Thursday, May 13, 2010

I finished The Prefect by Alastair Reynolds a few days ago.

Set in the same universe as Revelation Space, The Prefect starts off as a police procedural and ends as a space opera.  The prefect of the title is a kind of police officer, charged with making sure there are no violations of voting rights in a large set of orbital habitats with diverse cultures.  They get drawn into an investigation of an entire habitat being wiped out, presumably by a sub-culture that travels between the stars at slower than light speeds, but ends up being tied into some scheming AIs.

The book moves along well, and is less difficult to get into than Revelation Space.   The characters aren't anything unexpected, or much beyond a set of generic protagonists, but the back story was interesting.  It made me interested to read some of the books that come between these two in this series.

Monday, May 10, 2010

I just finished How We Decide by Johan Lehrer.

How We Decide is one in a raft of pop sci books that use behavioural research to discuss how human behaviour departs from the theoretical rational "economic man" model.

A lot of the research discussed is actually old and I've been exposed to it in various other books, but the new twist is the Malcolm Gladwell-esque narrative pop sci spin put on it.  Not much new to see, but presented in a palatable format.

There are a number of places where Lehrer over-extends the meaning of these results.  For a start, he uses a naive view of reason, mentioning Plato's views of reason opposing emotions, and then takes that as the standard in all of western civilization.  But, as he points out himself, Plato's pupil Aristotle had a more nuanced view that held that the true reasonable man knows that both reason and emotion have their places and the struggle is to find where they should be applied.

An example of this naive view of reason can be seen in his discussion of the ultimatum game, where one party is allowed divides a reward and the other party can choose to accept the division or both parties get nothing.  Naive theories of reason like those used in basic game theory lead to the conclusion that the offerer should make a very minimal offer and that the receiver should accept it, because it is still better than nothing.  In contrast, in the real world most offerers make a much closer to even distribution and most receivers will reject the offer if it is not closer to even.  This is taken as evidence of irrationality, but it is only irrational in that it shows most people can not isolate their thinking into such an artificial context on demand.  In real world behaviour, demanding a more even split will result in better payoffs for the receiver over time, and making more even splits will result in better payoffs for the offerer over time, since they know that receivers will demand higher payoffs.  At this higher, more realistic level, the outcome is completely rational.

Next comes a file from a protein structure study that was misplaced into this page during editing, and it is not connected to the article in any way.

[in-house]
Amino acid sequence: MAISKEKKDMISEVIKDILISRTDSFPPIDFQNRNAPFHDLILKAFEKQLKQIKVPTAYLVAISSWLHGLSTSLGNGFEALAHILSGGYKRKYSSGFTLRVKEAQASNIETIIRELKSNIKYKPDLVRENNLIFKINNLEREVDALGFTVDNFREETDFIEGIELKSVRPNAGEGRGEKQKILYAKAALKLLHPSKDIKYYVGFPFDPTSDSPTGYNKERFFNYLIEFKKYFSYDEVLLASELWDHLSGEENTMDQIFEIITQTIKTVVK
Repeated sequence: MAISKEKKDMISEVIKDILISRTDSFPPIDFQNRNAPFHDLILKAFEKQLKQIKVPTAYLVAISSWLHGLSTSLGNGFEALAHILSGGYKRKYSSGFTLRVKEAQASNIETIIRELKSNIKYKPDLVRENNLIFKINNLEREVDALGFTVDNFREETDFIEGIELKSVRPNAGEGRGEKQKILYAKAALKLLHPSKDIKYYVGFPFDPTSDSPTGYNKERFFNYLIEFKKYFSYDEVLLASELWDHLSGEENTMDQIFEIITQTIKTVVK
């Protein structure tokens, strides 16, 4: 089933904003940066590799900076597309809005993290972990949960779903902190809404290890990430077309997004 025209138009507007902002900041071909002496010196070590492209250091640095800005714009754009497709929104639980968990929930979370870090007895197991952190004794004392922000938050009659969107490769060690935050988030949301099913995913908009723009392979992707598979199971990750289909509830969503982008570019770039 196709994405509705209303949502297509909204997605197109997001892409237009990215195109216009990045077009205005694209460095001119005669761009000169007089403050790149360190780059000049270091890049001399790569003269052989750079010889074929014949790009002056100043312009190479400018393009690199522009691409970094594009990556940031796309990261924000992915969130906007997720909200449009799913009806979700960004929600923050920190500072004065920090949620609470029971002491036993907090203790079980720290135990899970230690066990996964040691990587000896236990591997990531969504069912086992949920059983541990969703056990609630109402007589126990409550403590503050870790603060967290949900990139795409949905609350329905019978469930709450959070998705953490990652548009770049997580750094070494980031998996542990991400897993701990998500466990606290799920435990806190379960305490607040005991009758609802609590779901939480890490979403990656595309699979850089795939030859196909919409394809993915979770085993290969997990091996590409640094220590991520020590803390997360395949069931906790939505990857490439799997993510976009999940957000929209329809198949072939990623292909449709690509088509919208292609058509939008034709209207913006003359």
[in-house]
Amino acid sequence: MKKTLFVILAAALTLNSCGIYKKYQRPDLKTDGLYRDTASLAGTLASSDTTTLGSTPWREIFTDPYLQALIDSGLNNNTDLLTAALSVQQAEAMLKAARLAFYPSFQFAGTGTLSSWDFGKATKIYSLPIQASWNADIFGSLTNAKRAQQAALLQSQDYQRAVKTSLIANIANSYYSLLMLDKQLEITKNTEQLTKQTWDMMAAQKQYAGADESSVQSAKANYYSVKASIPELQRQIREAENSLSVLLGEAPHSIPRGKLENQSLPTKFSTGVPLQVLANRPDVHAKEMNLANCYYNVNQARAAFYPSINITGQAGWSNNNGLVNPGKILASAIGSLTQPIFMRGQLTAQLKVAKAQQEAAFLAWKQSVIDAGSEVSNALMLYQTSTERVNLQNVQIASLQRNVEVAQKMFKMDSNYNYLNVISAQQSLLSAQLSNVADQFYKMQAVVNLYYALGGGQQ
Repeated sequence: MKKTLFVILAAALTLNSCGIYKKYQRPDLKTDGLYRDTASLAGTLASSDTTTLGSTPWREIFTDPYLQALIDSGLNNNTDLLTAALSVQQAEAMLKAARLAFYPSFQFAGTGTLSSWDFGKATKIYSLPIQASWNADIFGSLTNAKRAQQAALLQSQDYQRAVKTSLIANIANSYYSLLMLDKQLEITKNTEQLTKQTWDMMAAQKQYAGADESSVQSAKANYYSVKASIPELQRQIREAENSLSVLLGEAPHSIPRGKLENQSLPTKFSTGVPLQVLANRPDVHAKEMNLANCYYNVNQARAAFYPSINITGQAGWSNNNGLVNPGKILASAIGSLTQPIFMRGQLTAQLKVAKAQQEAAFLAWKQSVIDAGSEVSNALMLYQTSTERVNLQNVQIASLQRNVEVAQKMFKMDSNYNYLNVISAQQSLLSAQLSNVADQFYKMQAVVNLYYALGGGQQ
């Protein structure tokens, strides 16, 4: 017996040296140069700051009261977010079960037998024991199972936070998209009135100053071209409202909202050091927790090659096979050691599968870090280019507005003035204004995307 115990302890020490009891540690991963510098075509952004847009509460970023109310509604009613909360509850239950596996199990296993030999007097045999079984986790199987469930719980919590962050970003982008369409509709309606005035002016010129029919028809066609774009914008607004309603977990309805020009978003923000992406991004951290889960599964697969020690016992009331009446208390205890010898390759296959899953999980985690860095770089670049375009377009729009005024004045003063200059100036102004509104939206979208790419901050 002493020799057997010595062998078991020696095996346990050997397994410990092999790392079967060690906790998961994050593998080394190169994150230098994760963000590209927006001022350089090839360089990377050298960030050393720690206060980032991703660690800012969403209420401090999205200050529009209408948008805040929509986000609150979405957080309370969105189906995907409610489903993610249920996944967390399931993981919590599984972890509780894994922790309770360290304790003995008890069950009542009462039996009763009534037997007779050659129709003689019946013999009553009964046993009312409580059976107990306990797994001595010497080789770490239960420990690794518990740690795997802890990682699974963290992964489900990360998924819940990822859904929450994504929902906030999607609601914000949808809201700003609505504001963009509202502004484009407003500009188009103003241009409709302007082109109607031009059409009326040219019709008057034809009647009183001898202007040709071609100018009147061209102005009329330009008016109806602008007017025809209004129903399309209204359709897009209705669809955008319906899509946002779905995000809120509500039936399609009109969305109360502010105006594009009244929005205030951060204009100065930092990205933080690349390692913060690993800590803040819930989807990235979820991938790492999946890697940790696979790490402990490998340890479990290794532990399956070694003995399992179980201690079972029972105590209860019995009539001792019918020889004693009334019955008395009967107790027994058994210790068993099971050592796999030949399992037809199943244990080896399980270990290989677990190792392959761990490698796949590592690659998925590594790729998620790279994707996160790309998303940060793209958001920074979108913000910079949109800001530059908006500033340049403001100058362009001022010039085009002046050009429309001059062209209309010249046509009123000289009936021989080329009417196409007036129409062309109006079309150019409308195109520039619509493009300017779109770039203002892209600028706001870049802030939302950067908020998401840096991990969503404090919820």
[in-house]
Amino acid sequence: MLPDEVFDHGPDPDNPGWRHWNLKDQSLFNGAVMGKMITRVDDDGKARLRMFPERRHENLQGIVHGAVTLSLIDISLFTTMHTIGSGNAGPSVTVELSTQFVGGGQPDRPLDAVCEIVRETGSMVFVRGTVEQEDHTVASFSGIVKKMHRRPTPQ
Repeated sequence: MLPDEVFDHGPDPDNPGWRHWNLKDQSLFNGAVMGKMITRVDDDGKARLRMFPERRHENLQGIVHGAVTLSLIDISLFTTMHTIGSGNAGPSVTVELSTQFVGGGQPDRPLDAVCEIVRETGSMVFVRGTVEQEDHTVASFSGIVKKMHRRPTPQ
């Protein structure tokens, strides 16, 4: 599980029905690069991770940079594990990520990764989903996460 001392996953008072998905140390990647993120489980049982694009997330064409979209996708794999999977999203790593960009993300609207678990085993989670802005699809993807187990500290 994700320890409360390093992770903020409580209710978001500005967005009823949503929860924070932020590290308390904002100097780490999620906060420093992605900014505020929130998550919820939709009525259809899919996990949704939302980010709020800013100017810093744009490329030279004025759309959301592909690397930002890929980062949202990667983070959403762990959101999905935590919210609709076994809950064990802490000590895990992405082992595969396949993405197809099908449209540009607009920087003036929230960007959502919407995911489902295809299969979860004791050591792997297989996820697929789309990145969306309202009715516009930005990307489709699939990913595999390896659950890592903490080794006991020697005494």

On the other hand, he also discusses framing effects, where the identical problem elicits a different response depending on how it is presented, clearly a sign of inconsistent and irrational behaviour.

Another weak part of the book is the section on morality.  He connects morality and emotions in a strong way, postulating that morality is based on emotional reactions to and sympathy with other people.  He lists  psychopaths as examples, since they lack emotional affect and behave in an immoral fashion.  But he doesn't give any explanation for the observed variation in morality across cultures and across time, or for the lack of serious immoral behaviour among autistics, another group that lacks emotional affect and sympathy.

There are better books on the same subject.  This one is OK if it is your first introduction to the subject.